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Government delivers further blow to landlords in further restricting winding-up petitions

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Published 25 September 2020

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The government has confirmed that restrictions on commercial landlords on presenting a winding-up petition against tenants that have not paid rent are to be extended to the end of 2020.

The announcement follows confirmation last week that it has extended its moratorium preventing the eviction of commercial tenants for non-payment of rent until the end of 2020.

Whilst the announcement will be welcomed by tenants supporting them into the important Christmas trading period, landlords will undoubtedly feel that their own financial position is being ignored.

Gavin Kramer, a Senior Associate in the Corporate Restructuring team at law firm Collyer Bristow comments.

“As fears of a second wave mount and with uncertainty about the prospects for a second lockdown, the government has moved to extend the temporary and partial restriction on creditor’s winding up petitions currently in force. Previously due to expire on 30 September 2020, this has now been extended to 31 December 2020.

“While the initial announcement contains no detail, this is likely to mean that no creditor’s petition can now be founded on a statutory demand served between 1 March and 31 December 2020, and no petition can be presented prior to 1 January 2021 on the basis of other evidence of an inability to pay debts unless the creditor has reasonable grounds for believing that Covid-19 has not had an adverse financial impact on the company or that the company would have been unable to pay the debt in any event.”

Rebecca Mitchell, an Associate in the Real Estate team at law firm Collyer Bristow adds.

“This announcement will, no doubt, be a source of relief to struggling tenants helping businesses recover and continue trading into the Christmas period. Yet it is likely to frustrate commercial landlords, many of which may not have received rent for several months. Landlords and tenants will need to continue to work proactively together to find ways to restructure and, hopefully, meet both parties’ financial needs.”

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Shorter Reads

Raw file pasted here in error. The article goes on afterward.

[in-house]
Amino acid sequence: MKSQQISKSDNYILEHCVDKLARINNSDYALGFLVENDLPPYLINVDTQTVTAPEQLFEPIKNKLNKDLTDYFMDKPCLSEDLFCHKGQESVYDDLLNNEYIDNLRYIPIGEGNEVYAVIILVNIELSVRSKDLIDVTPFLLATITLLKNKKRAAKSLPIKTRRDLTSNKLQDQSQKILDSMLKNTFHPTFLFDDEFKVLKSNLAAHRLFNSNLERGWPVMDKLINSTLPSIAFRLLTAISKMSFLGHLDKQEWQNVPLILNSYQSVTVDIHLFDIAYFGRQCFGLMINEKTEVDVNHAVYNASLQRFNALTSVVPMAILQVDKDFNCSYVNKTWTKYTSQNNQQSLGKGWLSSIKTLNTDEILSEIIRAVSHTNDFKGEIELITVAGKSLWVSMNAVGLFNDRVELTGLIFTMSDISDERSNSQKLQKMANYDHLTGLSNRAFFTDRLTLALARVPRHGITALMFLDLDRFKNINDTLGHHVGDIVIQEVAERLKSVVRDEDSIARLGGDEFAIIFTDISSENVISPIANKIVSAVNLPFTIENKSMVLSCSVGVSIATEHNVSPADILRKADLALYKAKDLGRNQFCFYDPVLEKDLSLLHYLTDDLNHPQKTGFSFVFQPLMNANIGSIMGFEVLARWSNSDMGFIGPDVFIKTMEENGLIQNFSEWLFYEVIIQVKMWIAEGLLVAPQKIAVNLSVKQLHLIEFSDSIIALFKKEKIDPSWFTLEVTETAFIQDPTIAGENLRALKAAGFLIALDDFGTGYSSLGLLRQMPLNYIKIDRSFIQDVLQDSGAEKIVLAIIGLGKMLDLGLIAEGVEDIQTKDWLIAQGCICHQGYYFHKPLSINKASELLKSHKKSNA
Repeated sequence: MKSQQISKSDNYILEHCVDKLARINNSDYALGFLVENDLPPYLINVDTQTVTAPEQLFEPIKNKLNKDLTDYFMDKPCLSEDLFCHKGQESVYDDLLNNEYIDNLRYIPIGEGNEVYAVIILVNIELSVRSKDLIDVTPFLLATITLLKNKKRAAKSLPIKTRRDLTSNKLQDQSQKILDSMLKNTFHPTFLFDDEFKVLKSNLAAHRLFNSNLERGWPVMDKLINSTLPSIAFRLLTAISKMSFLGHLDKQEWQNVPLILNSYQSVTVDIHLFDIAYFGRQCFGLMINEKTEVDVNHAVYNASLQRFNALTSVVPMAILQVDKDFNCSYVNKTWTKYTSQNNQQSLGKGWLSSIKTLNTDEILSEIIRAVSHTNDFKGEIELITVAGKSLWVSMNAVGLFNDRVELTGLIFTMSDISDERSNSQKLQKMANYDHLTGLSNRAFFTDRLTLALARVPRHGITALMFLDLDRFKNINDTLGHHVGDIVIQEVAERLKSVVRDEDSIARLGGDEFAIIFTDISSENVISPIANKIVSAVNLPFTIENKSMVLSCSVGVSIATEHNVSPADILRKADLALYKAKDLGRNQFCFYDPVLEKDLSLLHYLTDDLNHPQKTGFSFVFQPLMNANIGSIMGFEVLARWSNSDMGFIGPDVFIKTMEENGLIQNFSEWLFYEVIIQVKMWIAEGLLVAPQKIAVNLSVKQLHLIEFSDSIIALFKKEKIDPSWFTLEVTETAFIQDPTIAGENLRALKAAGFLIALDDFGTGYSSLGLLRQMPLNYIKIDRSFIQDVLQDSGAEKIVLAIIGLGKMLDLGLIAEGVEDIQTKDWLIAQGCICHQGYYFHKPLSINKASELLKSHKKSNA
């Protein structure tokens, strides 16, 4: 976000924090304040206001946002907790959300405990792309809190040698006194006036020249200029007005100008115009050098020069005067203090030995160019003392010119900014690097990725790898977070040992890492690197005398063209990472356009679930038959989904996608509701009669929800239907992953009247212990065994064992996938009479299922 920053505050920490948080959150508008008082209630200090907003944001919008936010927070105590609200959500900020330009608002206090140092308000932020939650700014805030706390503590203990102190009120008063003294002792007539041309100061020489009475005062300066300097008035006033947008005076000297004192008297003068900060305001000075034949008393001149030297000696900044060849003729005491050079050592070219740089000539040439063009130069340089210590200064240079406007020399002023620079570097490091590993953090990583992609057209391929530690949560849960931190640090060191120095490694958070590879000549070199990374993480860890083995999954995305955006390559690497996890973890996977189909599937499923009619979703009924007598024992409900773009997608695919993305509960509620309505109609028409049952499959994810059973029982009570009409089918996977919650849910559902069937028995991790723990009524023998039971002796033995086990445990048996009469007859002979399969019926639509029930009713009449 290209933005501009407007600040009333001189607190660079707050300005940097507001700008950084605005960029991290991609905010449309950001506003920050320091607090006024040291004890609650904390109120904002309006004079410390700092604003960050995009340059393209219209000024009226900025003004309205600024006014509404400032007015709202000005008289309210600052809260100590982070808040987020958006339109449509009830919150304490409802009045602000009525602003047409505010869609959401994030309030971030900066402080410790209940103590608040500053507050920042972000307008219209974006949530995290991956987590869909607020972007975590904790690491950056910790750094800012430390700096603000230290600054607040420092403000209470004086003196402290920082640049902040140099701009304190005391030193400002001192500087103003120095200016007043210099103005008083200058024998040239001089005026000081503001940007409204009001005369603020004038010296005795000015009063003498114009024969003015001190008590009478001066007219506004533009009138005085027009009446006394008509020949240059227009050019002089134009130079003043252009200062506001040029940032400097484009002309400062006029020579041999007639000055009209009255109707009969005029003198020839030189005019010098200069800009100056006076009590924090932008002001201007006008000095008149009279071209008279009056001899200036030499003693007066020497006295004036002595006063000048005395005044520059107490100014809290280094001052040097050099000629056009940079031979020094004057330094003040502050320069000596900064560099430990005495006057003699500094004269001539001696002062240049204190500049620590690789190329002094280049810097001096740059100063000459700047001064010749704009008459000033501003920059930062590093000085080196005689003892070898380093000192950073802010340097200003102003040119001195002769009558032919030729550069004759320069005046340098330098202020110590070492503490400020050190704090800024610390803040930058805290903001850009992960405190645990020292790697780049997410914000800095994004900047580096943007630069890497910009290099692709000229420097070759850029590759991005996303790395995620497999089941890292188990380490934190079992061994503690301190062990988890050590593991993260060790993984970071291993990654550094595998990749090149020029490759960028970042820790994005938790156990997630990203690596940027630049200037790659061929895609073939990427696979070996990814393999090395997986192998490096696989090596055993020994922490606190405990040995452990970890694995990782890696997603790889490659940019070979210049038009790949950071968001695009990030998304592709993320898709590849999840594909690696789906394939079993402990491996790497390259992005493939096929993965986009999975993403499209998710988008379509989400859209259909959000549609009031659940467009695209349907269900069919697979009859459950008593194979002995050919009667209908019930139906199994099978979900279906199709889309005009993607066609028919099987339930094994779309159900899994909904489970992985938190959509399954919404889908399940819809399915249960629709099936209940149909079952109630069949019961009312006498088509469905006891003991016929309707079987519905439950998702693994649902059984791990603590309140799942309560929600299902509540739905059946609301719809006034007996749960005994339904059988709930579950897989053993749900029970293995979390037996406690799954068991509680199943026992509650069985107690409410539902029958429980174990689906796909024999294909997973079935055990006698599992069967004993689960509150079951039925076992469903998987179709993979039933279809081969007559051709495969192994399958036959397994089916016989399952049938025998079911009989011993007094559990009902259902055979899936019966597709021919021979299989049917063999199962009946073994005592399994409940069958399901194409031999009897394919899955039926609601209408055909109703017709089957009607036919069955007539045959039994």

Government delivers further blow to landlords in further restricting winding-up petitions

Published 25 September 2020

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Authors

The government has confirmed that restrictions on commercial landlords on presenting a winding-up petition against tenants that have not paid rent are to be extended to the end of 2020.

The announcement follows confirmation last week that it has extended its moratorium preventing the eviction of commercial tenants for non-payment of rent until the end of 2020.

Whilst the announcement will be welcomed by tenants supporting them into the important Christmas trading period, landlords will undoubtedly feel that their own financial position is being ignored.

Gavin Kramer, a Senior Associate in the Corporate Restructuring team at law firm Collyer Bristow comments.

“As fears of a second wave mount and with uncertainty about the prospects for a second lockdown, the government has moved to extend the temporary and partial restriction on creditor’s winding up petitions currently in force. Previously due to expire on 30 September 2020, this has now been extended to 31 December 2020.

“While the initial announcement contains no detail, this is likely to mean that no creditor’s petition can now be founded on a statutory demand served between 1 March and 31 December 2020, and no petition can be presented prior to 1 January 2021 on the basis of other evidence of an inability to pay debts unless the creditor has reasonable grounds for believing that Covid-19 has not had an adverse financial impact on the company or that the company would have been unable to pay the debt in any event.”

Rebecca Mitchell, an Associate in the Real Estate team at law firm Collyer Bristow adds.

“This announcement will, no doubt, be a source of relief to struggling tenants helping businesses recover and continue trading into the Christmas period. Yet it is likely to frustrate commercial landlords, many of which may not have received rent for several months. Landlords and tenants will need to continue to work proactively together to find ways to restructure and, hopefully, meet both parties’ financial needs.”

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